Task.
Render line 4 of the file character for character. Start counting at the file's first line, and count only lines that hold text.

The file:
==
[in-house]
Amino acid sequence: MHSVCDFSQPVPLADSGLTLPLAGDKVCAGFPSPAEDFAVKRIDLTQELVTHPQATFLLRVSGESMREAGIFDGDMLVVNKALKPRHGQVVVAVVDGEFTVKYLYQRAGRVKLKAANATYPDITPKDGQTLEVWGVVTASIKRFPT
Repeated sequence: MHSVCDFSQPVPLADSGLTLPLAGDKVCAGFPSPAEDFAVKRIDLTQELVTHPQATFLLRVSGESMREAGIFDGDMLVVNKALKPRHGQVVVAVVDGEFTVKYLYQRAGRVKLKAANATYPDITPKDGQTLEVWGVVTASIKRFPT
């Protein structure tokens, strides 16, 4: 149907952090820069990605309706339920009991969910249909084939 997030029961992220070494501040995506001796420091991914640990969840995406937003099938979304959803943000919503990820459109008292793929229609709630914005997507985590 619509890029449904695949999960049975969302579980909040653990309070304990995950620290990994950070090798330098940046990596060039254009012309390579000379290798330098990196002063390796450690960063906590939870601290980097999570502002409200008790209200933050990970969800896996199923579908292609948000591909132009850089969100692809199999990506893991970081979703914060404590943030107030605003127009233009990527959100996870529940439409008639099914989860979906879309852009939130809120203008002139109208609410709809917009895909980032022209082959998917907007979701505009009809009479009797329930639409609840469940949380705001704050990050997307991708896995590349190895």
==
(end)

């Protein structure tokens, strides 16, 4: 149907952090820069990605309706339920009991969910249909084939 997030029961992220070494501040995506001796420091991914640990969840995406937003099938979304959803943000919503990820459109008292793929229609709630914005997507985590 619509890029449904695949999960049975969302579980909040653990309070304990995950620290990994950070090798330098940046990596060039254009012309390579000379290798330098990196002063390796450690960063906590939870601290980097999570502002409200008790209200933050990970969800896996199923579908292609948000591909132009850089969100692809199999990506893991970081979703914060404590943030107030605003127009233009990527959100996870529940439409008639099914989860979906879309852009939130809120203008002139109208609410709809917009895909980032022209082959998917907007979701505009009809009479009797329930639409609840469940949380705001704050990050997307991708896995590349190895």